December 2020 archive

Happy and prosperous New Years!

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Scout leader one day, manager always?

Scout leader one day, manager always?

Scouting helps develop skills that can be useful to executives and business leaders.

“Organization, autonomy, resourcefulness, team spirit are some of the skills that scouting helps to develop as a patrol leader, and which reminds those of managers in the exercise of their function.” – Chris Blaser

The Swiss Scout Movement currently has 48,000 members. This is without counting all those who have been in the past, in their youth. Cumulated, the number of scouts (current and former) must be much greater in our country.

So, of course, we all know someone who is or has been a Scout. This can be the case in particular in his professional environment; a colleague, a department head or a company manager. It wouldn’t be surprising if one or more of our superiors were. Indeed, scouting allows, in addition to acquiring practical skills (such as making a fire, pitching a tent, building a shelter with branches or carrying first aid), when one is in charge of a patrol, to develop “managerial” skills, which can be useful later in professional life, in managerial functions. This is the opinion of executives or directors of companies that we interviewed.

“Valuable skills” on a daily basis “As a scout leader, you have to be autonomous and organized, know how to lead a patrol, manage various activities and providing stewardship, but also knowing how to show resourcefulness, flexibility and agility in the face of unforeseen circumstances ”, explains Dominique Gros, financial director of Kelly Services for Switzerland, Italy and Hungary, and who has was a scout from the age of 7 to 20 under the totem pole (scout nickname) of “Koala”, then a patrol leader from the age of 14. The leader recognizes that these skills, in addition to the values ​​of Scouting, including team spirit, camaraderie and mutual aid, have been “precious” to him and are, even today, “useful in everyday life”. in its function.

Director of the Pangolina textile design company based in Pully (VD), scout from the age of 14 and patrol leader until the age of 20, Eleonora Paradies confirms. “When we take care of young people who are from different cultures and religions, as is sometimes the case in the scout movement, we must show pedagogy, psychology, sociability, listening, empathy, adaptation and consensus. It was useful to me in Scouting at the time. It was also profitable for me later in my professional life, as much with the collaborators who were under my responsibility in the departments that I managed in different companies, as with the customers of the company that I founded ” , she adds.

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by World Scouting from Worldwide

Creator: Global Support Centre, Kuala Lumpur

Fifteen-year-old scientist and inventor Gitanjali Rao, who went through the Boy Scouts of America’s STEM Scouts programme as a young girl, has been honoured as TIME’s first-ever Kid of the Year in 2020.

Gitanjali was selected as one of five Kid of the Year finalists from a field of more than 5,000 Americans between the ages of 8 to 16 for her extraordinary and positive contribution towards society.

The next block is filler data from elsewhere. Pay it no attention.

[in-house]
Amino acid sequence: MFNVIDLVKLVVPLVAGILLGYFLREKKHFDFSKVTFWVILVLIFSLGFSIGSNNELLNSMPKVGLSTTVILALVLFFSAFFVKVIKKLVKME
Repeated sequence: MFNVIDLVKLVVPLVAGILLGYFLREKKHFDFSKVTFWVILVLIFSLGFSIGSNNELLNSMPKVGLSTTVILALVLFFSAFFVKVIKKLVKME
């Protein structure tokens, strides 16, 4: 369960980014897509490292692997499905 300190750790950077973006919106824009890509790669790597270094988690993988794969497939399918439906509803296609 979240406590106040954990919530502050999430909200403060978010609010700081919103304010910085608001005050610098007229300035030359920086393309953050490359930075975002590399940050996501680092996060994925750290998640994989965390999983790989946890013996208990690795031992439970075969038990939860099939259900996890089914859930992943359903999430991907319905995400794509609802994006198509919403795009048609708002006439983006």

Gitanjali has been experimenting and inventing since she was young, using science and technology to tackle a wide range of physical and mental health challenges. She’s tested the use of mobile devices to detect lead in contaminated drinking water, and more recently invented a phone and web tool named Kindly, which uses artificial intelligence technology to pick up the possible early signs of cyberbullying.

In an interview for TIME with Academy Award–winning actor and special envoy of the U.N. High Commissioner for Refugees, Angelina Jolie, Gitanjali highlighted the challenges today’s youth are having to confront.

“Our generation is facing so many problems that we’ve never seen before. There are problems that we did not create but that we now have to solve, like climate change and cyberbullying with the introduction of technology,” said Gitanjali who remained hopeful about creating change and impact through small actions that can add up to make a big differenc4e. The key, she says, is to be passionate!

“I think more than anything right now, we just need to find that one thing we’re passionate about and solve it. Even if it’s something as small as, I want to find an easy way to pick up litter. Everything makes a difference. Don’t feel pressured to come up with something big.”

Gitanjali has been collecting one award after another over the years for her groundbreaking scientific work and inventions, first as the Boy Scout of America’s Middle Tennessee Council’s STEM Scout of the Year and then as the 2017 Discovery Education and 3M Young Scientist Challenge. The honour of becoming TIME’s first Kid of the Year is just the next step for a brilliant young woman who is already on the rise and committed to creating a better world.

STEM Scouts is programme of the Boy Scouts of America that introduces young people to science, technology, engineering and math, providing educational opportunities for girls and boys to interact with professionals in hands-on lab sessions and learn by doing.

Leave your congratulations for Gitanjali in a comment on Facebook or Instagram!

Read her interview with Angelina Jolie here and learn more in this video.


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